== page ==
The contribution of older people to David Cameron’s Big Society policy is overlooked and undervalued by Government, says a new report from Phillip Blond’s think tank ResPublica.
The report, sponsored by older people’s charity Independent Age, urges the Coalition to rethink the policies designed to support the Big Society, ensuring that they support and encourage older people who already contribute an estimated £14 billion worth of volunteering and childcare to the UK economy every year.
It sets out a raft of policies aimed at breaking down barriers that hamper greater community participation from older people. And it calls on organisations to end the discrimination faced by older people, who are often written off when they hit certain arbitrary age points.
The report, Age of Opportunity – Older people, volunteering and the Big Society, written by Antonia Cox, a policy expert at ResPublica, is being launched as part of the drive by the think tank to boost David Cameron’s flagship policy.
It defends the concept of the Big Society in its 51-pages, believing the policy has focused attention on the importance of individual and community action in society, but it says that the Government must recognise the valuable contribution of older people - and encourage them to do even more.
“Older people already make a positive and wholly disproportionate contribution to our society by volunteering, charitable giving and helping to maintain the values and principles underpinning our civic society. In the future they can do more to significantly boost participation and volunteering, providing the time and experience to transform our civic culture.”
The report also says that the Government has a once in a lifetime opportunity to get the policy right and reach out to the baby boomer generation saying, “This group is healthier and wealthier than previous generations and, compared to the generations following them, fewer will need to work into their late sixties or early seventies.”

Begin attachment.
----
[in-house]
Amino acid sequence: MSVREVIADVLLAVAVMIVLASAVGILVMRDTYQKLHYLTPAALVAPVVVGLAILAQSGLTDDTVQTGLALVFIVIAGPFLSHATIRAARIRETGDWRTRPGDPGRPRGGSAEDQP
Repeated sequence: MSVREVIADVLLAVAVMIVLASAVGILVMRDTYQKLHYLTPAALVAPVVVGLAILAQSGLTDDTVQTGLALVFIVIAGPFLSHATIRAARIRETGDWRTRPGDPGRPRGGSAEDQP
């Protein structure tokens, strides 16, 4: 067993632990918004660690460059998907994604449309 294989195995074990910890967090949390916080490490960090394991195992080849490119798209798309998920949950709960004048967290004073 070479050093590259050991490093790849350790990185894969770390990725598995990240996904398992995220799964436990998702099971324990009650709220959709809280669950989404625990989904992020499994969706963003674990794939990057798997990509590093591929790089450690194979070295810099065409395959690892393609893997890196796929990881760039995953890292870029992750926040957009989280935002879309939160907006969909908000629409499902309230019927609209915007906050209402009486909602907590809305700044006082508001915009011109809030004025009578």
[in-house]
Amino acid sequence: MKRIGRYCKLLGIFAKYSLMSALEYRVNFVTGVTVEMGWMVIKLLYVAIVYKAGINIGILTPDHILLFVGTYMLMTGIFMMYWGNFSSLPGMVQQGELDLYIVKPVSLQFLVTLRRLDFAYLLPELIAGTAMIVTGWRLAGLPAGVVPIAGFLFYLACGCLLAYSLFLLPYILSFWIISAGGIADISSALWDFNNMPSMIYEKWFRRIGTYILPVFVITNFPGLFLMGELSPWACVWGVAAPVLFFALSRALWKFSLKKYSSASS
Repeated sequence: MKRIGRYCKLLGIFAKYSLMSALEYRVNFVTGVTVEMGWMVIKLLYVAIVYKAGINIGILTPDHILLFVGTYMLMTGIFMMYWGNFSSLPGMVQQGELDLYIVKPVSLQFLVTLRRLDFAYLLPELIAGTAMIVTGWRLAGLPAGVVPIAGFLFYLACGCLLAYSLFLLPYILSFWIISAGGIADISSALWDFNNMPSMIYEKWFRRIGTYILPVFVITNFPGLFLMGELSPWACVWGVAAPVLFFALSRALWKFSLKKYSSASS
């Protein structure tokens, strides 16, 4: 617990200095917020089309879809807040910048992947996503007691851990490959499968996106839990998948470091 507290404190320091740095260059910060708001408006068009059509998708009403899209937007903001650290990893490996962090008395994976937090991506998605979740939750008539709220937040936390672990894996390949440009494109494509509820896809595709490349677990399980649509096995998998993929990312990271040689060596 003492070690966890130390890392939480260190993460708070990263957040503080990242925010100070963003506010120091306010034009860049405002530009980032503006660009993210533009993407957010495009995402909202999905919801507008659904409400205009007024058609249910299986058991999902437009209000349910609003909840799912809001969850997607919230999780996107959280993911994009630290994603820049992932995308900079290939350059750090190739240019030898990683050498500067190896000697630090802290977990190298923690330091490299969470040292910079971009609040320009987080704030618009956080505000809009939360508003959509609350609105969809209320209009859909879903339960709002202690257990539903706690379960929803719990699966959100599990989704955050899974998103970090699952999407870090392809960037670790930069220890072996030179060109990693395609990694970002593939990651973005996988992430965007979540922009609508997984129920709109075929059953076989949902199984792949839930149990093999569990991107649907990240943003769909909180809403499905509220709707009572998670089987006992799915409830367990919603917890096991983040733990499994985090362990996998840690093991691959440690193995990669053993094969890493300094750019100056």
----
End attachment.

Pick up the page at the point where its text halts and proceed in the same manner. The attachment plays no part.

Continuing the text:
And it highlights four schemes that draw on social capital to provide care services in Japan and in the UK, car rides in the US for older people and adult education in Europe, which it believes provide examples of “best practice” and logical extensions of traditional volunteering models.
“The Big Society can be used to help older people, and they themselves can do much to help build it...This understanding should be reflected in Government action. Government is not society however it can help it flourish.”
The report acknowledges concerns that cuts are endangering the Big Society but believes that the Government can do more than simply provide cash.
“The elderly face numerous barriers against getting involved and building David Cameron’s Big Society,” commented Phillip Blond: “Barriers such as arbitrary cut off points, based on age that bare no relation to an individual’s ability, health and safety, red tape and negative perceptions of older people, and the incorrect view that they are a drain on society.”
“Older people, their experience, sense of community and civic engagement are the solution to many of the challenges facing the UK, not the problem.”
Simon Bottery, Independent Age Director of Policy said: “Even at a time of austerity, the Government can play a vital role in encouraging older people to be even more involved, cutting back barriers to involvement and using its authority to ‘underwrite’ volunteering activities over a long period. Austerity doesn’t mean an end to Government’s role in creating the Big Society but it may mean it has to change.”
The report also highlights the health benefits of volunteering and the Big Society, “Just like paid work, volunteering is a productive activity that leads to a higher maintenance of health – particularly amongst older adults. There is clear evidence from scientific studies that volunteering benefits health. Those who volunteer are of better health than those who do not.”
According to one study, volunteering can help in combating depression, a condition affecting over a fifth of men and 28% of women over 65. Report author Antonia Cox, added: “Older people tend to volunteer more, vote more, give to charities and get more involved in the community than most other age groups. Many told us they enjoy volunteering and getting involved in good causes, and that it was good for them as well as those they helped. The medical science shows it is definitely beneficial to get out and about and keep your skills and contacts going after retirement if you can. To most people that is common sense. But lack of information and worries about legal liabilities can get in the way. That's got to be tackled if we are going to adapt successfully to the fact that we are all living longer.”